I told my U.S.-based family members to raise between 10% and 20% cash in any and all stock/investment accounts. I personally wouldn't mind if my sister and brother-in-law increased their cash/money market holdings to 30%, but they are young, and their youth makes it hard to suggest a more conservative allocation. (It doesn't help that bonds paying interest in U.S. dollars seem to be fairly valued.) My parents, who don't generally listen to me, told me they're already all in cash. 

I am still holding onto my General Electric (GE) shares, along with various REIT and other preferred shares, but I do not see much value in U.S. equities markets as of April 2, 2019. 
Shiller P/E is one useful metric to consider for overall valuation.
I suppose Kraft Heinz Co. (KHC), which I recently bought, looks cheap, but its debt load is considerable, and I don't have many shares of it. I like a few other individual U.S. stocks besides GE, but I allocated a considerable amount of my holdings to GE at an average of approximately $12.50/share, and I'll wait for a turnaround. I do hold a few international companies, but none I like enough to suggest publicly. If you're reading this post, good luck, and do your own due diligence. I am not an oracle of anywhere when it comes to investing. 

Disclaimer: The information on this site is provided for discussion purposes only. Under no circumstances do any statements here represent a recommendation to buy or sell securities or make any kind of an investment. You are responsible for your own due diligence. To summarize, I do not provide investment advice, nor do I make any claims or promises that any information here will lead to a profit, loss, or any other result. I am not responsible for any harm arising from following anything construed as advice herein. 

Miscellany

1. S&P 500 closed on 2867 on April 2, 2019, the date of this post. 

2. GE stock is around 9.26/share mid-day April 8, 2019. 

3. KHC is around 33.22/share mid-day April 8, 2019. 

Thursday, March 28, 2019

G. Willow Wilson: Deceptively Unassuming

For what she's accomplished, G. Willow Wilson ought to be the most cocky, arrogant person in the room, the archetypical superhero fond of snippy remarks. Instead, she's unassuming and kind, and you'd barely notice her if she didn't happen to wear a headscarf. Even her single-colored choice--unlike most Arab Muslims, who favor multi-colored, ornate patterns--is indicative of her desire to blend in. 
At East Bay Booksellers in Oakland, CA
And yet, despite her best efforts, Wilson simply cannot blend in. Following the same path as C.S. Lewis from atheist ("I was desperate for the secular truth that seemed so self-evident to other people.") to religion, she finally found a home in Sunni Islam after a journey taking her from Colorado's Rocky Mountains to Egypt then Iran, leading to several profound epiphanies, including this one: 

"[W]hen a dictatorship claims absolute authority over an idea--in the case of Iran, Islam, in the case of Egypt, a ham-fisted brand of socialism--frustrated citizens will run to the opposite ideological extreme. [Consequently,] The Islamic Republic was secularizing Iran; in Egypt the short-robed fundamentalists multiplied and multiplied." (The Butterfly Mosque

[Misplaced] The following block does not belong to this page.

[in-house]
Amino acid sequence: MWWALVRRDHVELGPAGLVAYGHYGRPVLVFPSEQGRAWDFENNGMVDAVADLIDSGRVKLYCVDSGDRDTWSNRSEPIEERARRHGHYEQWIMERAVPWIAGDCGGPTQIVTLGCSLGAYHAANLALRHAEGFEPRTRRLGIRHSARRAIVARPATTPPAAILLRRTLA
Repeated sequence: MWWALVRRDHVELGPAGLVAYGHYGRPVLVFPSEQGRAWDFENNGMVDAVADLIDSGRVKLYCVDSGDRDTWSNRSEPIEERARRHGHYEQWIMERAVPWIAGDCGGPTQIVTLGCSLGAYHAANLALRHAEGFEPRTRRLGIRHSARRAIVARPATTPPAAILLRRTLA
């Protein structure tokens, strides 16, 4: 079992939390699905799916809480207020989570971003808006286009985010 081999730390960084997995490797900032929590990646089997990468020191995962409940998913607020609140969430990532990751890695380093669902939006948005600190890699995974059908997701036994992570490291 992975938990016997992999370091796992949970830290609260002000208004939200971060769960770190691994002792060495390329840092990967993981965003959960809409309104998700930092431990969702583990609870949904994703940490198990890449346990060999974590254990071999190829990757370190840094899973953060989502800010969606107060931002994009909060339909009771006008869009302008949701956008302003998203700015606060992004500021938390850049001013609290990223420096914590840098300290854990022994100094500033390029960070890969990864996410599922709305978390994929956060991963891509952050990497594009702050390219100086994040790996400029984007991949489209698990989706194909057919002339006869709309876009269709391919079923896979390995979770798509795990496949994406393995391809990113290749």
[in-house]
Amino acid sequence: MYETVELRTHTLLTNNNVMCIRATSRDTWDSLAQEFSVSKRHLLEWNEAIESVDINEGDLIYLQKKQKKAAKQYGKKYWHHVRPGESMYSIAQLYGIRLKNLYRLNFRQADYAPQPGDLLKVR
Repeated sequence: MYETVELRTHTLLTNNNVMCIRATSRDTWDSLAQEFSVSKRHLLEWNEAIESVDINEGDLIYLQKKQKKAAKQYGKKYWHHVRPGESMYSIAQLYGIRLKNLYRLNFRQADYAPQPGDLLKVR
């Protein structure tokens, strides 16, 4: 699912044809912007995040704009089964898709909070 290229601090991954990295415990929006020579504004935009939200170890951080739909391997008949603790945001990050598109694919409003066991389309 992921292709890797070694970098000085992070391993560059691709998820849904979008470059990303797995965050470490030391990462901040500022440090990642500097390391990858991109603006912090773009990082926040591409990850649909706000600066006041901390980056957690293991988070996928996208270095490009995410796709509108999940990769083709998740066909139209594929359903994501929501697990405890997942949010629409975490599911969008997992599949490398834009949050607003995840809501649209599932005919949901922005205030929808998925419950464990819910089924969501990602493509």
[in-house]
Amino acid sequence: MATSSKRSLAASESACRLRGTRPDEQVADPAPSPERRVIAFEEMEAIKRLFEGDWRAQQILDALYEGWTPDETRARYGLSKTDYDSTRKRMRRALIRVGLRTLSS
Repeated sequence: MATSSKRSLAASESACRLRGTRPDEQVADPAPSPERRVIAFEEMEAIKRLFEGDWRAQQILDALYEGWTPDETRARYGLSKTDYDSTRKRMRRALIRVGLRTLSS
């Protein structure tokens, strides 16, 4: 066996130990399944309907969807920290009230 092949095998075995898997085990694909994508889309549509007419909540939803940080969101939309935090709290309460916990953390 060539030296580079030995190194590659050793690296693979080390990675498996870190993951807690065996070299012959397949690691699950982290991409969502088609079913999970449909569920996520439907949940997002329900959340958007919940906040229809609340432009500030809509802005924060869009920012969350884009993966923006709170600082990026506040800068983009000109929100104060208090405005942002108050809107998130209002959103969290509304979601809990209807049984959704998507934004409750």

I recently started one of her books, and I'm eager to see what's in store the rest of the way, especially after a passage as perfect as the following: "But I didn't yet have faith in faith--I didn't trust the connections I felt between mountains or memories, and if I had been a little more ambivalent, I could have allowed the Zagros [mountains] to be foreign, and the memory to be coincidence. Fortunately, I didn't." 
Rumble, young woman, rumble
Wilson was in Oakland, California to promote her latest book, The Bird King (2019), about a royal Spanish concubine and a mapmaker able to create maps from imagination, and in doing so, conjure the actual place. Despite her nonfiction and fiction oeuvre, Wilson is more famous for her rendition of Kamala Khan as Ms. Marvel in the comic book universe. Contrasting her books with her comics, Wilson said comics are challenging because the writing must be more structured and planned so the plot-lines don't conflict with anything or anyone in the shared universe. Surprisingly, despite the level of historical detail required for a novel like The Bird King, she doesn't outline: she writes, and in the process of writing, makes numerous notes to herself in the margins, reminding her to return to a certain passage to complete an idea or not to overlook a character's unique traits. 

Writing about ordinary people in a historical context was difficult--what shoes did Spain's Muslims wear, did they have chimneys?--but Wilson enjoyed the research, inspired by a DNA analysis revealing a tiny bit of Iberian and North African blood in her mostly Italian ancestry. For insights into costumes during the relevant time period, Wilson used Libro de los Juegos (Book of Games) by Alfonso X of Castile, published around 1283. 

She enjoys going on book tours because readers see things authors themselves haven't seen or patterns that can be invisible to the author. Her agent wishes she'd write a multi-volume series like Harry Potter, but she just writes in ways that make sense to her rather than setting out to create a particular comic book universe or "world building." Wilson finished her presentation by reading aloud from the first chapter of The Bird King, which she called "one of the most personal things I've ever written," about "finding love and lost knowledge." 

If you're a fan of unplanned journeys and finding love and knowledge in peaks and valleys, try to see G. Willow Wilson on her current book tour. Look for the woman trying her hardest to blend into the crowd, as if she were hiding a secret--perhaps even a superhero costume underneath her clothes.